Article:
Alfred Marshall dominated economics in the early years of the 20th Century. His ‘Principles of Economics’ was published in 1890. It served as the major text for students before the Second World War. In 1946, 22 years after his death, an eighth edition was published. It was not until 1948 that Paul Samuelson published his classic undergraduate book on Economics superseding Marshall’s. Of nearly 900 pages of Marshall's Principles, only 10 lines are devoted to a dubious idea that is now legendary - Giffen goods.
There are however some exceptions (to downward sloping demand). For instance, as Sir R. Giffen has pointed out, a rise in the price of bread makes so large a drain on the resources of the poorer labouring families and raises so much the marginal utility of money to them, that they are forced to curtail their consumption of meat and the more expensive farinaceous foods: and, bread being still the cheapest food which they can get and will take, they consume more, and not less of it. But such cases are rare; when they are met with, each must be treated on its own merits.
Alfred Marshall P132, Principles of Economics, Marshall A., Macmillan 1946
Giffen goods are a special type of inferior good. The quantity demanded for Giffen goods rises as their price rises, which is an exception to the law of demand.
When a demand curve is drawn there are only two variables; the price and the quantity demanded. Nothing else changes or as we like to say in economics, ‘other things remain equal’. It is important to understand that this means that income is a variable that does not change and it is helpful to call this nominal income at this stage of the argument. When the price of a good goes up, if our nominal income is fixed this means we can afford less. This is one reason the demand curve slopes downward and it is called the income effect. So if nominal income stays the same and prices rise we are poorer, our real income has fallen. Real income means the amount of goods and services our nominal income can buy.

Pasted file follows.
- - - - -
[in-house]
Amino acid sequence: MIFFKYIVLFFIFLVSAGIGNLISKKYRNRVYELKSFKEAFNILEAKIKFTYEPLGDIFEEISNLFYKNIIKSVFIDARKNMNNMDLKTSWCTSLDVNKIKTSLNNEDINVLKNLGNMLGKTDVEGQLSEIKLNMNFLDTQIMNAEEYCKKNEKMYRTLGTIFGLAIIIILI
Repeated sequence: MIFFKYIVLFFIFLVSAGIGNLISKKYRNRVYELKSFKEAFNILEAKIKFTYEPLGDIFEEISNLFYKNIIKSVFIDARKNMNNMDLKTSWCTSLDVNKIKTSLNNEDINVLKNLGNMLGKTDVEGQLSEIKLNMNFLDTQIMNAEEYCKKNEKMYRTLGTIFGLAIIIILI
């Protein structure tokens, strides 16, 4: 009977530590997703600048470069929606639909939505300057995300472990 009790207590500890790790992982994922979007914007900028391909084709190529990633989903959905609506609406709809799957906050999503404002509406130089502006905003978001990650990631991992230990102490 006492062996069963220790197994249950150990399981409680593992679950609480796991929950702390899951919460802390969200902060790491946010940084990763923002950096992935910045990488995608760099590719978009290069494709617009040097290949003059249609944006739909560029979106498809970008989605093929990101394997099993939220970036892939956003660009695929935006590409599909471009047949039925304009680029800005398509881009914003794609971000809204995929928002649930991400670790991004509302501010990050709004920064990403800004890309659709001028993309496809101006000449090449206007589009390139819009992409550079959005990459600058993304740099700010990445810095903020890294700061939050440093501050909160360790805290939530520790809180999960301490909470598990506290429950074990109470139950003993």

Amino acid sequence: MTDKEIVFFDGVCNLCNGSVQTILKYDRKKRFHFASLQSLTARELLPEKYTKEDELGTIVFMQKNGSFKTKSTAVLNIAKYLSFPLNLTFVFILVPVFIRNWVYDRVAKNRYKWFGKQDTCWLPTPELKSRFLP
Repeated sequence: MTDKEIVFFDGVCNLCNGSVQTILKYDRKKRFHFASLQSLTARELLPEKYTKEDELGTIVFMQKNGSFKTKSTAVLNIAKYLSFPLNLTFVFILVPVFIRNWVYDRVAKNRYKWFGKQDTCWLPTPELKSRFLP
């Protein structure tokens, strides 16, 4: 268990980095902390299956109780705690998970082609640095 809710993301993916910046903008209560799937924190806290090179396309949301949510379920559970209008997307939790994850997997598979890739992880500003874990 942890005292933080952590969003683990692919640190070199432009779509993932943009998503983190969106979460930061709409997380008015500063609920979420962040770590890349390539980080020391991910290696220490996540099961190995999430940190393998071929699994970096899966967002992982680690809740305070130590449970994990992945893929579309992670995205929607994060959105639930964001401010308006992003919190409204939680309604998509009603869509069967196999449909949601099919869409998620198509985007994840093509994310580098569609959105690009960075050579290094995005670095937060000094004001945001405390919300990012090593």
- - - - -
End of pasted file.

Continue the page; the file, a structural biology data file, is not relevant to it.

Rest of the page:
Changes in income and inferior goods
If we relax the ‘other things being equal’ assumption this leads to the whole demand curve moving. When we change nominal income, then sometimes demand will increase (the demand curve moves to the right). A product like cars fits this description because the more we earn the more cars we buy; these we call normal goods.
However when nominal incomes increase sometimes demand decreases (the demand curve moves to the left). When our nominal income increases, the demand for a basic white loaf of bread might actually fall (moves left). This is because when we earn more we will buy other more luxurious types of bread instead, perhaps baguettes or croissants; conversely if incomes fall there is a tendency to buy more of it. This type of good we call an inferior good. This is not saying that white bread is poor quality, merely that if our incomes rise we buy less of it. If we return to our original demand curve where nominal income is fixed but price rises, real incomes are reduced and:
for normal goods the quantity demanded is under pressure to fall, i.e., there is a negative (real) income effect,